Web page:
Amazon is excited, even if the U.S. government is, so far, unmoved. Last weekend, just in time for Cyber Monday, the e-retailer released this video below of a new unmanned aerial vehicle (UAV), or drone, which could be part of its future delivery system to get packages to customers in 30 minutes or less.
In the video, the aircraft is shown delivering a pair of sneakers to a lawn in front of a typical American suburban home. The service, Amazon Prime Air – which has yet to launch and is still not cleared to fly in many countries – already has centers in the U.S., the U.K. and Israel.
The boxy new prototype drone, which looks a bit more like a fixed-wing aircraft than the standard quad- or hexacopter, is capable of transporting a 5-pound parcel a distance of 15 miles using sense-and-avoid technology, so that it can be operated out of line-of-sight, Amazon said. This latest UAV is a hybrid, with the vertical lift capability of a helicopter, and the horizontal capabilities of an airplane. Amazon has more than a dozen prototypes of drones that have been developed, which the company said will evolve over time.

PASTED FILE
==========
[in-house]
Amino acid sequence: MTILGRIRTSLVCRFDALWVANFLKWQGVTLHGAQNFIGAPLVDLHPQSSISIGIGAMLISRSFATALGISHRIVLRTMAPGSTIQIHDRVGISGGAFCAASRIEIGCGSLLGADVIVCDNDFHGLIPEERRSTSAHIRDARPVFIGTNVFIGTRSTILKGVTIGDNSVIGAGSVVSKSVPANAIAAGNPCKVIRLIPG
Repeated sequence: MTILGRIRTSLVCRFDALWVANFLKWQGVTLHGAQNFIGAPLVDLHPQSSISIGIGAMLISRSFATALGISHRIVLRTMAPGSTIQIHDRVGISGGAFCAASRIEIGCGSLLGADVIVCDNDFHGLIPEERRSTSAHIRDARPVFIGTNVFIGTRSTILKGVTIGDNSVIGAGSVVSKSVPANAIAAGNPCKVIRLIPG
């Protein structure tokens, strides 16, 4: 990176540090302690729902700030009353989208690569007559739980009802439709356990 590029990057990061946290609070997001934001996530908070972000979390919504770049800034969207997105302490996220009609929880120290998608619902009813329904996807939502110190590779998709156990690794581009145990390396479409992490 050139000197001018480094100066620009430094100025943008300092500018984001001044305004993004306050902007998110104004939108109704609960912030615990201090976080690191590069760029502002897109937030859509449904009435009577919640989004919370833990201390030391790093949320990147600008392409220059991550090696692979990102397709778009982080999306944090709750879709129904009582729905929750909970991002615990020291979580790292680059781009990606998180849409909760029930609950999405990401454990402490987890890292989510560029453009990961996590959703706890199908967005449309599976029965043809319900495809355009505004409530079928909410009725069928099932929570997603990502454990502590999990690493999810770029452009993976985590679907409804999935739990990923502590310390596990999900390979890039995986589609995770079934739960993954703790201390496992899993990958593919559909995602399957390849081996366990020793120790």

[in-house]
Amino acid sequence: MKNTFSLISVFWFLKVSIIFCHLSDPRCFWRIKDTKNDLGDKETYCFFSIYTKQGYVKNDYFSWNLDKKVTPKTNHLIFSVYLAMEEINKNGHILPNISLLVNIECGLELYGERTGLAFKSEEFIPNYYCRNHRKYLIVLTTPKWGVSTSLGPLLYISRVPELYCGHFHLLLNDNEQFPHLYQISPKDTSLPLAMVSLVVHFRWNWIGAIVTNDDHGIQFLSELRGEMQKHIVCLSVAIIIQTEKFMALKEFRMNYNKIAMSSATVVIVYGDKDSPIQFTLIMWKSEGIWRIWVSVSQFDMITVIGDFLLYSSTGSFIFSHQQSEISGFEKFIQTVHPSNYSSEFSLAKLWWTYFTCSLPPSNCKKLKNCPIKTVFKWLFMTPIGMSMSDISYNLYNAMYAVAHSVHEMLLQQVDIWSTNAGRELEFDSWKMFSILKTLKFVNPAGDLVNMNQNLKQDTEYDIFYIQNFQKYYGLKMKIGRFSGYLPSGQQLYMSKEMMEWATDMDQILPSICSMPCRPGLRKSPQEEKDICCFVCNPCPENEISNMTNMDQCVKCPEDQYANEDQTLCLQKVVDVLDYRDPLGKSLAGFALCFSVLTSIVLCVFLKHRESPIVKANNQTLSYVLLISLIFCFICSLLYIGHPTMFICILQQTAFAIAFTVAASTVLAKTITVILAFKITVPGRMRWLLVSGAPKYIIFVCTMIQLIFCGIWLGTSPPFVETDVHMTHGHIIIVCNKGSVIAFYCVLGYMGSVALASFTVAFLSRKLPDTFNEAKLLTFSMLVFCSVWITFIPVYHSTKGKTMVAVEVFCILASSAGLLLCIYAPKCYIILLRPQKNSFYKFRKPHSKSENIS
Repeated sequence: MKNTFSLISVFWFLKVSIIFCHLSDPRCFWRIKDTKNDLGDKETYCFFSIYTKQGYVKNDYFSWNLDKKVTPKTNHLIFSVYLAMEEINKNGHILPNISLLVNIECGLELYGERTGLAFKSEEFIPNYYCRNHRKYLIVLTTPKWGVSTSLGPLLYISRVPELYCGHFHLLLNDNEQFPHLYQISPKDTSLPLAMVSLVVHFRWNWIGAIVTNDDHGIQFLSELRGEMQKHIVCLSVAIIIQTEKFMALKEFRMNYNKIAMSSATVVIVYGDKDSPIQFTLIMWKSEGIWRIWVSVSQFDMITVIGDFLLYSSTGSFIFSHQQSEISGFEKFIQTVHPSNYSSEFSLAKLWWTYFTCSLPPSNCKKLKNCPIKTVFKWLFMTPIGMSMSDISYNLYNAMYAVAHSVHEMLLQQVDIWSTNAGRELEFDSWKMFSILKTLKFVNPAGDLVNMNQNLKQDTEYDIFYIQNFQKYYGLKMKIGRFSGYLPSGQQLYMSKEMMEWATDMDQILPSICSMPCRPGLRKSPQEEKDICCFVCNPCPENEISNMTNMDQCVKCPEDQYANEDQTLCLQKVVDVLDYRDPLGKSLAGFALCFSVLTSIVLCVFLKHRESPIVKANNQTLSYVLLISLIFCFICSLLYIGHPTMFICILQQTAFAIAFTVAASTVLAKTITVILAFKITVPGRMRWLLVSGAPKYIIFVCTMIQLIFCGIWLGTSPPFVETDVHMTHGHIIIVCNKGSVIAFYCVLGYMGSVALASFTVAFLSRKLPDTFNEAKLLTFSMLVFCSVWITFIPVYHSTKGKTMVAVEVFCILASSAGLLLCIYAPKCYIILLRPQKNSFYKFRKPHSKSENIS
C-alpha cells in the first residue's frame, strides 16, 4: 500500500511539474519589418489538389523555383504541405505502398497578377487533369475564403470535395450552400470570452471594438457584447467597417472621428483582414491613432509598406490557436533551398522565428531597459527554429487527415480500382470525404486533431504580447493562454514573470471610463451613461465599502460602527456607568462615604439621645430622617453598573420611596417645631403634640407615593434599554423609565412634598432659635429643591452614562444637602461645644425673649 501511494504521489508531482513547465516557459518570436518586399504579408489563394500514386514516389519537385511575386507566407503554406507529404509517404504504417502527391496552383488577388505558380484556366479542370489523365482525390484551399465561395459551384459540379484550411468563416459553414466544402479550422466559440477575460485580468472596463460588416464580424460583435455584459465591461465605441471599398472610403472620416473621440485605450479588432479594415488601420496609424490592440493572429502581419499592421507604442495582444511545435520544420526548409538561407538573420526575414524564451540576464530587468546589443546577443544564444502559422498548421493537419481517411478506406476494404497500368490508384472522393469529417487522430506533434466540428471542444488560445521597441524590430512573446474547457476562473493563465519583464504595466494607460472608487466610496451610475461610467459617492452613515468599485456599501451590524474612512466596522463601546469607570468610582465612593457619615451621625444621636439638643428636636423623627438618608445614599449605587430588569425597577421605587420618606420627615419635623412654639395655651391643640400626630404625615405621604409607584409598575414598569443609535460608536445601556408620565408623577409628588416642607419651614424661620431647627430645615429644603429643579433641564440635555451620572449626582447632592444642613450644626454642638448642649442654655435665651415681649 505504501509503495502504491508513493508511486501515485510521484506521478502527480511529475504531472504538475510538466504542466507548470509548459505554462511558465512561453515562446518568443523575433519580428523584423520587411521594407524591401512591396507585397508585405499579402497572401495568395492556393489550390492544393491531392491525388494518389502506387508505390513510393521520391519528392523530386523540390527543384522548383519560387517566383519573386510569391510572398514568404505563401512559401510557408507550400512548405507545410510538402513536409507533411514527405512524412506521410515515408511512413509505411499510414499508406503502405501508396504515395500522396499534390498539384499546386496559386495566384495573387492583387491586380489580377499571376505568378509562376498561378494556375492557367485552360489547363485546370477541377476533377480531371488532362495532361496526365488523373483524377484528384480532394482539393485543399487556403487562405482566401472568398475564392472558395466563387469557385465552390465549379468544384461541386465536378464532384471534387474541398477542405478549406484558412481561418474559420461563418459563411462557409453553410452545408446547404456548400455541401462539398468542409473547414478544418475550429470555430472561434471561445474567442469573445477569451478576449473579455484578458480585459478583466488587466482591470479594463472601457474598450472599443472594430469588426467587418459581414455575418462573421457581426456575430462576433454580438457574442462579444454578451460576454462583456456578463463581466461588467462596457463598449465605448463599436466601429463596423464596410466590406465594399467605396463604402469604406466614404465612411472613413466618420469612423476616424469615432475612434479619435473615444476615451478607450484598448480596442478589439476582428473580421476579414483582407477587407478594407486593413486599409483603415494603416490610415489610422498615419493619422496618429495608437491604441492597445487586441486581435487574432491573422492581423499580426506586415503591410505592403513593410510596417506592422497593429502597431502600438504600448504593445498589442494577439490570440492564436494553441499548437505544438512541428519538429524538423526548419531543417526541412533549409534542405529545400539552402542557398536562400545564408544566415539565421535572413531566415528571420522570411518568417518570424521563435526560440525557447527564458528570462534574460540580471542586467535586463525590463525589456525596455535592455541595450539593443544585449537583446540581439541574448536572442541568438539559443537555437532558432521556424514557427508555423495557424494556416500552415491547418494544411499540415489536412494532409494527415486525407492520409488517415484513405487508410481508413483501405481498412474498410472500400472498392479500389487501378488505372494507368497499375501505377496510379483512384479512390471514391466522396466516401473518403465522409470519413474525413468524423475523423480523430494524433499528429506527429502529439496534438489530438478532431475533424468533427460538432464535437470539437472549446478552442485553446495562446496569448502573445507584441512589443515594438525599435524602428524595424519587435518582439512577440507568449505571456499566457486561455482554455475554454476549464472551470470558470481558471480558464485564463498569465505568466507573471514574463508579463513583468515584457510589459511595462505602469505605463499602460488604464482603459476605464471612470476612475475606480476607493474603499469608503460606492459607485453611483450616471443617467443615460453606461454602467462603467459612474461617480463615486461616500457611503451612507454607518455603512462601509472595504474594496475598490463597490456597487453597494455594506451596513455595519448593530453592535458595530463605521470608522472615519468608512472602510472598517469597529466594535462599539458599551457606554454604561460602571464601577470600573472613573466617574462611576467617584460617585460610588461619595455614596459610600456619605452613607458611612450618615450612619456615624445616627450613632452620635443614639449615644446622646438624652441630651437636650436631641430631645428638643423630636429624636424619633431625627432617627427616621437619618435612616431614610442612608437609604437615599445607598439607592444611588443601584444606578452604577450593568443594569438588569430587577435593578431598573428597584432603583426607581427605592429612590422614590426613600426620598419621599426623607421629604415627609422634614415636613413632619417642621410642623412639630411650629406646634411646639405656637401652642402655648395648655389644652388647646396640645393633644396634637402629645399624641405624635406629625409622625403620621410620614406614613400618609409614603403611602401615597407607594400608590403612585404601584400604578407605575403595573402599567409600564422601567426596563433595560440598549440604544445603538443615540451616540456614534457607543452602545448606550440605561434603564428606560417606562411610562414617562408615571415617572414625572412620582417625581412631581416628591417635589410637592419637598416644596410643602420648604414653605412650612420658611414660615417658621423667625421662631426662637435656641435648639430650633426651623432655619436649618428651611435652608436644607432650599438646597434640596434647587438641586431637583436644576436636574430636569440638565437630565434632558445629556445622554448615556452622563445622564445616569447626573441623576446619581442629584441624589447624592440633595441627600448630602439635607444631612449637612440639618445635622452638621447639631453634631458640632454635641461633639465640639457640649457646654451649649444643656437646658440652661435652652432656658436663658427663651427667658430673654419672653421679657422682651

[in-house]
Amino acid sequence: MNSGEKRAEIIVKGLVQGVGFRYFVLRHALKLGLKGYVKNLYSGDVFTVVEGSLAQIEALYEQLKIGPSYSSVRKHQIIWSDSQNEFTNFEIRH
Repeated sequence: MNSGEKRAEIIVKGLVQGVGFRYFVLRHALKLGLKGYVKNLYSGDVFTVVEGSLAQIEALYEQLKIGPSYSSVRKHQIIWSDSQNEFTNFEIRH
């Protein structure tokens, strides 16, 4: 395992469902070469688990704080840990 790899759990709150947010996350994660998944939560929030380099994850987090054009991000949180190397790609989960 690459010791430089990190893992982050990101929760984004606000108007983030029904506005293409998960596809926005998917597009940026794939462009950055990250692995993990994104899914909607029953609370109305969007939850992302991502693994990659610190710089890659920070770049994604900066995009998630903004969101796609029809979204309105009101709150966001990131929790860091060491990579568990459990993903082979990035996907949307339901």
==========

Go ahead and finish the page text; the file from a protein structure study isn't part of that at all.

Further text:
Amazon is eager to get delivery drones in the air, lobbying the U.S. Federal Aviation Administration to drop the line-of-sight requirement for operation of UAVs. This past July, at the NASA-AUVSI (Association for Unmanned Vehicle Systems International) Unmanned Traffic Convention, 2015, Amazon proposed dividing airspace into fine layers, so drones can fly without human interface in their own slice of airspace, between 200 and 400 feet above the ground for high-speed delivery drones. For low-speed drones, such as those used for surveying and photography, their slice of airspace would be below 200 feet. The airspace between 400 and 500 feet would be a no-fly zone, for use by UAVs in emergency situations only. Airspace above 500 feet is for civil and military aviation.